Thank you for your wonderful story about it. Your show is the highlight of my day – I hate when someone tries to get me to go to luch.

  • maria kent

    I was just listening as well…and I was so happy that I had just tuned in! My sister and I were so facinated by this piece as young children and would love coming upon it in the rotunda area where it used to hang. It was magic to us and we always wished we could step right into the picture and play with the young Boit sisters. The large vases gave it such an “Alice in Wonderland” feeling. My sister gave me a small canvas copy years ago and it hangs in our dining room, bringing back so many wonderful experiences at the museum when we were growing up.

  • http://hereandnow.org E Coker

    Without knowing the ages of the girls, it appears to me that he is commenting on the transition of girls through their girlhood. The youngest is out in the open with her personality intact; the next is standing to the side, half in shadow; the third is in deeper shadow and the oldest is totally obscured – young women learning to blunt and diminish the force of their individuality. It makes me very sad.

  • maria kent

    To the last comment from E.Coker…that is a very insiteful view. It would explain the disconnect of the figures…the girls perhaps were exhibiting this transition in personality to Sargent and knowingly or not…he picked up on it with how he chose to paint the sisters (perhaps, they even postioned themselves where they were “comfortable”). I agree..it is so sad how much often is lost as we are molded to fit in.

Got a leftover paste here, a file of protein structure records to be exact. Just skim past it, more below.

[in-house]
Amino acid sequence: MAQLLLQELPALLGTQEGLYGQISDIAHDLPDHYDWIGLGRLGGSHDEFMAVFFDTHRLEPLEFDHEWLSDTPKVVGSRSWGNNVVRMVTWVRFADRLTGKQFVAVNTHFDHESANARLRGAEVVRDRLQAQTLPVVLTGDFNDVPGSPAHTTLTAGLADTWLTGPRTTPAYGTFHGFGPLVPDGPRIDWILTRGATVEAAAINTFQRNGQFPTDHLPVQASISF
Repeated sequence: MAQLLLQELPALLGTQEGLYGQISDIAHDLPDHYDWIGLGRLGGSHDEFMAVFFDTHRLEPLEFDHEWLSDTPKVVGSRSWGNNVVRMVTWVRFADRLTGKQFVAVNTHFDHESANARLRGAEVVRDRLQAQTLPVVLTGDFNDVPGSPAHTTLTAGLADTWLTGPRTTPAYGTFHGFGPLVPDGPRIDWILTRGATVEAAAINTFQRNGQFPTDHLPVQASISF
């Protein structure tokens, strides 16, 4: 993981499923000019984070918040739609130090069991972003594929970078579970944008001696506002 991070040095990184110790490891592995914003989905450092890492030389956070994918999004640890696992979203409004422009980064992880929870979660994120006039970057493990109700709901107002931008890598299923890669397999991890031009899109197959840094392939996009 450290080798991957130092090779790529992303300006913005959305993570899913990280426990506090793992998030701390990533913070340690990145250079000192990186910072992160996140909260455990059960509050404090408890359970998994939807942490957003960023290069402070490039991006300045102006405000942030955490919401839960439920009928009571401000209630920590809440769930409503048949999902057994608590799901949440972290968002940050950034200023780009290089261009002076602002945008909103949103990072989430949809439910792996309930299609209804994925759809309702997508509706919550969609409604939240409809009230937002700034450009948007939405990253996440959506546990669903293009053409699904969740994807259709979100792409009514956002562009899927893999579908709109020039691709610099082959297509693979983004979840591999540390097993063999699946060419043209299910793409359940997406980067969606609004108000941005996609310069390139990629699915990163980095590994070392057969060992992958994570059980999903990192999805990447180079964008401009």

• http://hereandnow.com Patricia Swanson

    I appreciate NPR. I wouldn’t be aware of fine art and music othewise.

  • Joseph Peter Myers

    For some reason, the art elves have determined that the four little girls will not appear on my screen. Can you persuade them to allow the picture to download? (the rest of the stories and illustrations of the day are there).

  • Helpful

    The posted video on this page of the painting is here: http://www.youtube.com/watch?v=-znOSWfAb_8. You may need to update your Flash player.

  • Betty Crossley

    I listened to your program on NPR and looked it up when I got home. I’m glad you gave the website. It was lovely to see the painting and hear about it. Thanks

Robin and Jeremy

Robin Young and Jeremy Hobson host Here & Now, a live two-hour production of NPR and WBUR Boston.

September 16 7 Comments

Kathy Gunst Explores Community Supported Agriculture

Kathy Gunst joins Cook's Illustrated executive food editor Keith Dresser at his CSA pickup and offers recipes for the seasonal CSA fare.

September 16 11 Comments

Remembering Jesse Winchester

Jimmy Buffett remembers his friend the late songwriter Jesse Winchester, whose posthumous album is being released today.

September 15 26 Comments

A Call To Reject Corporal Punishment As Part Of Black Culture

An incident of child abuse by an NFL player has raised questions about the use of corporal punishment as a form of discipline in the African-American community.

September 15 26 Comments

Would You Pay To Get Your Kid Into A Top College?

A San Francisco company charges parents for a consulting package based on the odds their student will get into a certain university, with prices up to a million dollars.